Crossover is a term applied to musical works or performers who appeal to different types of audience. This can be seen, for example, (especially in the United States) when a song appears on two or more of the record charts which track differing musical styles or genres. If the second chart combines genres, such as a "Hot 100" list, the work is not a crossover.
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In some contexts the term "crossover" can have negative connotations associated with cultural appropriation, implying the dilution of a music's distinctive qualities to appeal to mass tastes. For example, in the early years of rock and roll, many songs originally recorded by African-American musicians were re-recorded by white artists such as Pat Boone in a more toned-down style, often with changed lyrics, that lacked the hard edge of the original versions. These covers were popular with a much broader audience.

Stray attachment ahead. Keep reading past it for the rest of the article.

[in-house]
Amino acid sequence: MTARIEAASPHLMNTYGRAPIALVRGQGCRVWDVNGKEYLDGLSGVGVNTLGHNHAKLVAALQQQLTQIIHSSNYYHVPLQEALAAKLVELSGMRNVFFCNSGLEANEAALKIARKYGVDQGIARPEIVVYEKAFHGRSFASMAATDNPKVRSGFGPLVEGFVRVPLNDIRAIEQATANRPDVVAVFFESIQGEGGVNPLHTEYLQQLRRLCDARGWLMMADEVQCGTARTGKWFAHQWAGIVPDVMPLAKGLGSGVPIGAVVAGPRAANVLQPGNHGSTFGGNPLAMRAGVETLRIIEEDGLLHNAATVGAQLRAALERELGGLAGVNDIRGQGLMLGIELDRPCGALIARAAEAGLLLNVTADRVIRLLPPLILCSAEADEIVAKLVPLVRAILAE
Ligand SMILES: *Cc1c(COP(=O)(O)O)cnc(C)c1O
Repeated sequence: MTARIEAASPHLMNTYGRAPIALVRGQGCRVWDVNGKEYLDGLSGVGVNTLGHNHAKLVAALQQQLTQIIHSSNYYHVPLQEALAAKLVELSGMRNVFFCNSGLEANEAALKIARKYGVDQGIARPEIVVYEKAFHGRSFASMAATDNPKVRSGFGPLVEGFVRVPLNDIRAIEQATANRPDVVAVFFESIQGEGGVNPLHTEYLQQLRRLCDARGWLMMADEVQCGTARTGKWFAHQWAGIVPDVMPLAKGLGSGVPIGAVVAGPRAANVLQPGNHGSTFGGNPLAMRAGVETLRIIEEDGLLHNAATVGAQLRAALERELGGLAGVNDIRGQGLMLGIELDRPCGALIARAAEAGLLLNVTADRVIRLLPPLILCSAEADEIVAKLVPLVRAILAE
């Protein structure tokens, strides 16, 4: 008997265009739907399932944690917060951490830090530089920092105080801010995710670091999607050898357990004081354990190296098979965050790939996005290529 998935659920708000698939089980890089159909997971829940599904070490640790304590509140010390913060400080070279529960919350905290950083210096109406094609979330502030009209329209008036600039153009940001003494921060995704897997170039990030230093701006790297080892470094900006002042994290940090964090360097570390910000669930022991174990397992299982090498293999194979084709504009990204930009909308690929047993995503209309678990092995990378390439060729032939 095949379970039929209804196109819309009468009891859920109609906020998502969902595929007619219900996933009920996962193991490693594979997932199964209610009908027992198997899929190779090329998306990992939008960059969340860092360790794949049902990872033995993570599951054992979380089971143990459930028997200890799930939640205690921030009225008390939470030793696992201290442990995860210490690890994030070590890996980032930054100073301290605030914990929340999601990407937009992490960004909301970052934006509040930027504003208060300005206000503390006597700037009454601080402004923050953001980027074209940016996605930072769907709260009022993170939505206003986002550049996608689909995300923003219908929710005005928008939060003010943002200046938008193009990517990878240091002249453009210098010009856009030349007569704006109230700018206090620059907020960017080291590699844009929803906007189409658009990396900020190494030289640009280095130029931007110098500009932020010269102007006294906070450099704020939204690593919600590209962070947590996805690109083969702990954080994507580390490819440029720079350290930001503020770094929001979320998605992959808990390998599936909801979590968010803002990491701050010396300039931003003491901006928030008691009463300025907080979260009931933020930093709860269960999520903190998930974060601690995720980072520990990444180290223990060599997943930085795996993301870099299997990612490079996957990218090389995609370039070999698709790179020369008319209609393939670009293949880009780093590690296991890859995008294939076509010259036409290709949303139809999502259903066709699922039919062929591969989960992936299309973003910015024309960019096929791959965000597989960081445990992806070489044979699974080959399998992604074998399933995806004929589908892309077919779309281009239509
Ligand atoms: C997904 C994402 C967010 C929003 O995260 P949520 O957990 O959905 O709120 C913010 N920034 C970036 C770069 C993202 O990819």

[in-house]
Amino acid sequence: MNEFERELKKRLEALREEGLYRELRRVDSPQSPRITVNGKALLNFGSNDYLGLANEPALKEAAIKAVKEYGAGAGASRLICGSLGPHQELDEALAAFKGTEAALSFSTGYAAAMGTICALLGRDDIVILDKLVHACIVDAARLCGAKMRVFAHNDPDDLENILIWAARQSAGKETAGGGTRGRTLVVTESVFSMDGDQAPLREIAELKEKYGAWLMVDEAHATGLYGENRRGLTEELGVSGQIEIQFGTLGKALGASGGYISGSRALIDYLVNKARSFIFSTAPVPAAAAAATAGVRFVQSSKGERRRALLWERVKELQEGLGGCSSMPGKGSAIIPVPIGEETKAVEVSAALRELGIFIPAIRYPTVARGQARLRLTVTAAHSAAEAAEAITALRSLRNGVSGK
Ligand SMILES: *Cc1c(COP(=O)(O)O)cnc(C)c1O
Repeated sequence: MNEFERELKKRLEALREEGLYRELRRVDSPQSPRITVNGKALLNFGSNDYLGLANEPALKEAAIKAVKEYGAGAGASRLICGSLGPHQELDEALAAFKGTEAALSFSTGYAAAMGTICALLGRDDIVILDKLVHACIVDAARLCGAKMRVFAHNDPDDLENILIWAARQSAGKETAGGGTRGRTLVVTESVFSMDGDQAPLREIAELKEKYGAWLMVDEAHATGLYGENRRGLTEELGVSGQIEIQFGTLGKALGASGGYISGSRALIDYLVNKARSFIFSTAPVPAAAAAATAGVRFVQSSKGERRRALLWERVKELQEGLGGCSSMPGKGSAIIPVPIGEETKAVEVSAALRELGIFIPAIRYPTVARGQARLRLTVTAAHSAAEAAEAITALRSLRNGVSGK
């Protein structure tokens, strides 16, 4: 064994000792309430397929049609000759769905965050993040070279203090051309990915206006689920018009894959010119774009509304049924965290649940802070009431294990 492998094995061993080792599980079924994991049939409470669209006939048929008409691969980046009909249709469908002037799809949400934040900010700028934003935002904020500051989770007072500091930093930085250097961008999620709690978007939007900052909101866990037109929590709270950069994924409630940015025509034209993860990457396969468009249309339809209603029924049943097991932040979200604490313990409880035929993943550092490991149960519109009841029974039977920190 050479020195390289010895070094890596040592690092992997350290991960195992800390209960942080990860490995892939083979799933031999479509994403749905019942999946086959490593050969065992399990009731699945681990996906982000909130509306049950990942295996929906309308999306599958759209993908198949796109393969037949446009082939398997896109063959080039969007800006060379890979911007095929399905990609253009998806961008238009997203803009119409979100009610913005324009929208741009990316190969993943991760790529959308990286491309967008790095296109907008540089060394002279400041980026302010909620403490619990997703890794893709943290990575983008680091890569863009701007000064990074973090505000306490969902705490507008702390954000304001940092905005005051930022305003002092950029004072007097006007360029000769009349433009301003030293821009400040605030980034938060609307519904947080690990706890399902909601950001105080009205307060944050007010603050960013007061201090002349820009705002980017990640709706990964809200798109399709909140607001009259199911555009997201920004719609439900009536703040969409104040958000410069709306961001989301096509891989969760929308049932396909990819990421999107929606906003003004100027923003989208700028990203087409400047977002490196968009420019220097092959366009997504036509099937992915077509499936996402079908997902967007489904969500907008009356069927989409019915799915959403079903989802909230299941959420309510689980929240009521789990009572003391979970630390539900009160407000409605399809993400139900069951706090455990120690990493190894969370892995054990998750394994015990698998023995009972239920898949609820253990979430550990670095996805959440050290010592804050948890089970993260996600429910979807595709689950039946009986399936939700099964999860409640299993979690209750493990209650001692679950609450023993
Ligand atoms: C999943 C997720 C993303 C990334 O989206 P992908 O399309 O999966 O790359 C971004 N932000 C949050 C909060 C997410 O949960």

Crossover frequently results from the appearance of the music in a film soundtrack. For instance, Sacred Harp music experienced a spurt of crossover popularity as a result of its appearance in the 2003 film Cold Mountain, and bluegrass music experienced a revival due to the reception of 2000's O Brother, Where Art Thou?.